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Mechanically-driven Stem Cell Separation in Tissues caused by Proliferating Daughter Cells

by Johannes C. Krämer, Edouard Hannezo, Gerhard Gompper, Jens Elgeti

This is not the latest submitted version.

Submission summary

Authors (as registered SciPost users): Jens Elgeti · Johannes C. Krämer
Submission information
Preprint Link:  (pdf)
Date submitted: 2023-10-09 08:07
Submitted by: Elgeti, Jens
Submitted to: SciPost Physics
Ontological classification
Academic field: Physics
  • Biophysics
Approaches: Theoretical, Computational


The homeostasis of epithelial tissue relies on a balance between the self-renewal of stem cell populations, cellular differentiation, and loss. Although this balance needs to be tightly regulated to avoid pathologies, such as tumor growth, the regulatory mechanisms, both cell-intrinsic and collective, which ensure tissue steady-state are still poorly understood. Here, we develop a computational model that incorporates basic assumptions of stem cell renewal into distinct populations and mechanical interactions between cells. We find that the model generates unexpected dynamic features: stem cells repel each other in the bulk tissue and are thus found rather isolated, as in a number of in vivo contexts. By mapping the system onto a gas of passive Brownian particles with effective repulsive interactions, that arise from the generated flows of differentiated cells, we show that we can quantitatively describe such stem cell distribution in tissues. The interaction potential between a pair of stem cells decays exponentially with a characteristic length that spans several cell sizes, corresponding to the volume of cells generated per stem cell division. Our findings may help understanding the dynamics of normal and cancerous epithelial tissues.

Current status:
Has been resubmitted

Submission & Refereeing History

Resubmission scipost_202402_00001v2 on 13 February 2024

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Submission 2310.04272v1 on 9 October 2023

Reports on this Submission

Anonymous Report 2 on 2023-12-5 (Invited Report)


In this manuscript Kramer et al. considered a mechanistic model for stem cell separation in tissue homeostasis, based on the two-particle cell model [7].

Tissue homeostasis is the state where cell differentiation, division, and apoptosis are all balanced with each other. In order for this to happen, the stem cells have to be scattered homogeneously throughout the tissue. Several mechanisms for this stem cell separation have been proposed, but most of them are based on local chemical reactions. In this manuscript, the authors proposed an alternative mechanistic based explanation, which comes rather naturally from the concept of `homeostatic pressure' [7,17], coupled to a simple model of cell differentiation [12]. In particular, they found a clustering of progeny cells around a stem cell, which gives an effective repulsion between the stem cells.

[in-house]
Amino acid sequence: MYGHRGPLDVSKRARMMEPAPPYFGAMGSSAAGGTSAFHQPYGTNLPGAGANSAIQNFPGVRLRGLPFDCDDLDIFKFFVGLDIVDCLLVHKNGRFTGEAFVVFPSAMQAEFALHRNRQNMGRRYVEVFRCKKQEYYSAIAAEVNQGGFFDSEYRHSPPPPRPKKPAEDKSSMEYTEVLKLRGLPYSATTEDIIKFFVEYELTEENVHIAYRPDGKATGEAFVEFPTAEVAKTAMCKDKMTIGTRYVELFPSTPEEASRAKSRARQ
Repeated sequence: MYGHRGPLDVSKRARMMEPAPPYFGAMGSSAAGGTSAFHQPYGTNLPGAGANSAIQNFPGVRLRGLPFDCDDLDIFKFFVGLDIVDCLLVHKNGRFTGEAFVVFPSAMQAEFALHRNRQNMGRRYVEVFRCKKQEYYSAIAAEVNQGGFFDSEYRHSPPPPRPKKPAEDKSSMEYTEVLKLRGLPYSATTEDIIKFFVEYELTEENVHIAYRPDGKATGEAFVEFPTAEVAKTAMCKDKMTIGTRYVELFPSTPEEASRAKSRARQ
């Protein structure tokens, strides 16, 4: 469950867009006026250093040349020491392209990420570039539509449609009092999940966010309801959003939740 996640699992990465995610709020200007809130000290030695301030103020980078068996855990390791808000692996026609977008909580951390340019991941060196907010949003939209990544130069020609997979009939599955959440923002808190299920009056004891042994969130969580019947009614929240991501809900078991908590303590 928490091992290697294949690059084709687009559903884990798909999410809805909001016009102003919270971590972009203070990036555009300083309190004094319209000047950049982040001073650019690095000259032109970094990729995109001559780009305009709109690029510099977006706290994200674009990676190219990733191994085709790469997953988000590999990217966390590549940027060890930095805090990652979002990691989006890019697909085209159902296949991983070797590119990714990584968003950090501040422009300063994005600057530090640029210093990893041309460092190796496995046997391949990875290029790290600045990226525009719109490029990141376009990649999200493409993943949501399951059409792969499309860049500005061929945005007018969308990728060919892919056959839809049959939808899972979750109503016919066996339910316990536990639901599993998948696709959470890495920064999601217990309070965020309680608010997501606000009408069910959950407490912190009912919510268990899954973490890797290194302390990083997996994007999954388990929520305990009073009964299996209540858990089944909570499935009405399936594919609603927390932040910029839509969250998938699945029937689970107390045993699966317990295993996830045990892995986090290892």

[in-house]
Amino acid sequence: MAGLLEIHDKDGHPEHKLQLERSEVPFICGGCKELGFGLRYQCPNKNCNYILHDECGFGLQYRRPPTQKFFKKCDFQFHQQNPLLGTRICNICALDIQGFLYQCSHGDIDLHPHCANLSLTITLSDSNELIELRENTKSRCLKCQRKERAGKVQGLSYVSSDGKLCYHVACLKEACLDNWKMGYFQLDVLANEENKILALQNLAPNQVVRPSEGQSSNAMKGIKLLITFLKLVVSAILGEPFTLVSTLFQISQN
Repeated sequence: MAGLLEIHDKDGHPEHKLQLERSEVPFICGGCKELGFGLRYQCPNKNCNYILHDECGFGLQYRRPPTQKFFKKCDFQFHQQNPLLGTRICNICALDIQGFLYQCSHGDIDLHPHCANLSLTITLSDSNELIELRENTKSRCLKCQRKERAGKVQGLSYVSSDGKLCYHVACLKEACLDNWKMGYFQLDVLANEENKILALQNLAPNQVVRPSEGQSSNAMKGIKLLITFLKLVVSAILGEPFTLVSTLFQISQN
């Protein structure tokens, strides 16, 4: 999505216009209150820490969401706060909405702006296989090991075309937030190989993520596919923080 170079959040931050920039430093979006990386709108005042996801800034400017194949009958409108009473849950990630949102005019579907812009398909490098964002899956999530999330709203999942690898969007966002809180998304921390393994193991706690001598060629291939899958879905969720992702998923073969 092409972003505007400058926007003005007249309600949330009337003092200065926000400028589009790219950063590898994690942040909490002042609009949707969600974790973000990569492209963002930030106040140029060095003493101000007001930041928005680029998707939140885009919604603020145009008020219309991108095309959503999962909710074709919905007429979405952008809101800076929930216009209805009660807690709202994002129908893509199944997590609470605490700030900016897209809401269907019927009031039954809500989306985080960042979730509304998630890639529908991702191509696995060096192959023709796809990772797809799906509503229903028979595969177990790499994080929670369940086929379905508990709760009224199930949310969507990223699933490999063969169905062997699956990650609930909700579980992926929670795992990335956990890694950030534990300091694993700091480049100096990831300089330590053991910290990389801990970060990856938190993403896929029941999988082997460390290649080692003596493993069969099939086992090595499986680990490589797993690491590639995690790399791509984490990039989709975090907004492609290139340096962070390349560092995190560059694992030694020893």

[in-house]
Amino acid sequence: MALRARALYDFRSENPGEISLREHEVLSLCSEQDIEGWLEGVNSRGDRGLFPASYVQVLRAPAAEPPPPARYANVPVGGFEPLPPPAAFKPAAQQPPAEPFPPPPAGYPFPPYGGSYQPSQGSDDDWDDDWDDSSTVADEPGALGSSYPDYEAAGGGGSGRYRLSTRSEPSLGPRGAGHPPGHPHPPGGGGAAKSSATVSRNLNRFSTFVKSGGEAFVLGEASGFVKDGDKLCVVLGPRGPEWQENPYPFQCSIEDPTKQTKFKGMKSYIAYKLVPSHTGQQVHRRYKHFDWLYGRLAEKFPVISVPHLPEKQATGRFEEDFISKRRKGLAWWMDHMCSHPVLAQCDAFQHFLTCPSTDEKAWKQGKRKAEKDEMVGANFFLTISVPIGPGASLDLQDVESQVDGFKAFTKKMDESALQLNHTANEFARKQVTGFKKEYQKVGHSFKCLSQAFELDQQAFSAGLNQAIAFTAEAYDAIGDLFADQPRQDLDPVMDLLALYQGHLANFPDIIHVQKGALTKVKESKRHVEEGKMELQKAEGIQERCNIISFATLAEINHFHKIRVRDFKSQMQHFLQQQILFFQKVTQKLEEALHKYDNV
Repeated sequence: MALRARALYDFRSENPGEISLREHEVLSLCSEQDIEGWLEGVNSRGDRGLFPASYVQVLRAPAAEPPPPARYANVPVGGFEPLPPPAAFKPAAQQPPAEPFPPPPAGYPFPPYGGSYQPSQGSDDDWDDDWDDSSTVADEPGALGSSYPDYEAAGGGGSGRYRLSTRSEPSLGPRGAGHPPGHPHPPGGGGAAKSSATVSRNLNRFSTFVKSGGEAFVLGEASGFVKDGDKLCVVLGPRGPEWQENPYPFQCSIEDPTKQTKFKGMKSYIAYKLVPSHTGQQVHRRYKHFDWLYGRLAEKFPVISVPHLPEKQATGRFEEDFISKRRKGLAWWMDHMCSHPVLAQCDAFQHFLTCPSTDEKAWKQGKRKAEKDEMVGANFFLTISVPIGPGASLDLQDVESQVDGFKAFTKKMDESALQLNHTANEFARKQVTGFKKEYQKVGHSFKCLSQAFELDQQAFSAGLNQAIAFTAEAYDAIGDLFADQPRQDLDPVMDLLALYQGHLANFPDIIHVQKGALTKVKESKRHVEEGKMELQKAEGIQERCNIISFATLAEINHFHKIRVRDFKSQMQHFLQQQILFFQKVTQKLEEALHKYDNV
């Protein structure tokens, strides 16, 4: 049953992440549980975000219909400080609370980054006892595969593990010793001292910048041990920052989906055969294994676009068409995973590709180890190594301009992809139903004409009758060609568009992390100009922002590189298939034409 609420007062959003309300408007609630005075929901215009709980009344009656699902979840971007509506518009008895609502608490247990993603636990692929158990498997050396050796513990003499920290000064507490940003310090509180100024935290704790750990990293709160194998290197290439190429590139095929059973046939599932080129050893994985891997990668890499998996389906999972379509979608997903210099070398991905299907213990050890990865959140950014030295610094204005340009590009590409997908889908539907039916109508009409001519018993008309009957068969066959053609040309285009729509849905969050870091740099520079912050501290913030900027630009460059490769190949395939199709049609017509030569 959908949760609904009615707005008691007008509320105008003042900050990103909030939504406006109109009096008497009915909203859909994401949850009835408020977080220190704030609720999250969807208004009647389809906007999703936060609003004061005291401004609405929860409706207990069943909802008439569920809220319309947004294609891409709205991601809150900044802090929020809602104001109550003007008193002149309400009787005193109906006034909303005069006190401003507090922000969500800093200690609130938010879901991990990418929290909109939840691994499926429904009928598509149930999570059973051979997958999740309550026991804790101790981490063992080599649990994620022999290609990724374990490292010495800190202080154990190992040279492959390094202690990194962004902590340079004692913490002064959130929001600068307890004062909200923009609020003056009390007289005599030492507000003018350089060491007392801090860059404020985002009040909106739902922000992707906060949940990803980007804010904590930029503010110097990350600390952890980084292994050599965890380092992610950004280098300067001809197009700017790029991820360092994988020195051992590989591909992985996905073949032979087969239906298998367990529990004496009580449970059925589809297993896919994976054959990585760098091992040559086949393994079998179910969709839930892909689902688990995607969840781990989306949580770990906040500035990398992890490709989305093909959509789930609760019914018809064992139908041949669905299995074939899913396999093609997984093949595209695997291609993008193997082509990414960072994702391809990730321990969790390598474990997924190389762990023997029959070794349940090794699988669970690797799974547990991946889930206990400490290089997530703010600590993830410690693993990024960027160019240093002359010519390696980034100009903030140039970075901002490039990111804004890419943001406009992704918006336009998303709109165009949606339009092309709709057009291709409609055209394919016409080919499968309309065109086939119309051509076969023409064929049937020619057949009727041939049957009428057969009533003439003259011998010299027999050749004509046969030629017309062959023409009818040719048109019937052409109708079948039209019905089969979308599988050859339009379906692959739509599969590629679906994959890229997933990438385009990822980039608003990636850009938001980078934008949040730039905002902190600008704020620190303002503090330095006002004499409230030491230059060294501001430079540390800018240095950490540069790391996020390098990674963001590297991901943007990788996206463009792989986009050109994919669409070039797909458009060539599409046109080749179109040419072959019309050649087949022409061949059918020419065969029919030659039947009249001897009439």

I think the results are interesting and provide a new insight into tissue homeostasis.


Although the analysis of the effective repulsion from the pair distribution function seems to be valid, I have skepticism about the reported `effective propulsion' of the stem cells, near the boundary of tissues.


Due to the weakness above, I hesitate to recommend publications of the manuscript before substantial revision and addressing my concerns below:

Requested changes

Major comments:
1. Is there any reason why Newtonian dynamics (rather than overdamped dynamics) is used? (also related to the comment below)

2. The mechanism for effective propulsion is not explained clearly. I am not sure if this propulsion is due to inertial effects, in which case the crossover timescale from ballistic to diffusive regime will correspond to the inertial timescale of the particles/cells. I think the authors should repeat the measurements with overdamped dynamics to rule out that the effective propulsion is not due to the inertial regime of the dynamics.

3. Many models of epithelial tissues, on the other hand, do include self-propulsion, since most epithelial cells are also motile. Perhaps comment on this.

Minor comments:
4. In the model the apoptosis rate of the SC cells is zero. Did you assume the apoptosis timescale for SC to be much longer than the simulation timescales?

5. Does the cell division conserve the centre of mass?

6. Page 4 paragraph 2: What is N_{TA}? is it the maximal number of division cycles?

7. Page 4 paragraph 2: ``Note that k_d is not fixed in our simulation model, but controlled by pressure''. What is the functional dependence of k_d on pressure?

8. Figure 2,3,4: are all the data taken at steady state?

9. In the model: The cell is composed of two particles. It seems that the only interaction between these two particles within the same cell is the active growth force, Eq. (2). In the case of TD cells, where growth force is zero, how do you prevent the two particles from separating?

10. In the model: What is the initial state of the two particles when a new cell is born?

11. Table 1: what do these numbers correspond to in physical units?

  • validity: good
  • significance: high
  • originality: high
  • clarity: ok
  • formatting: good
  • grammar: good

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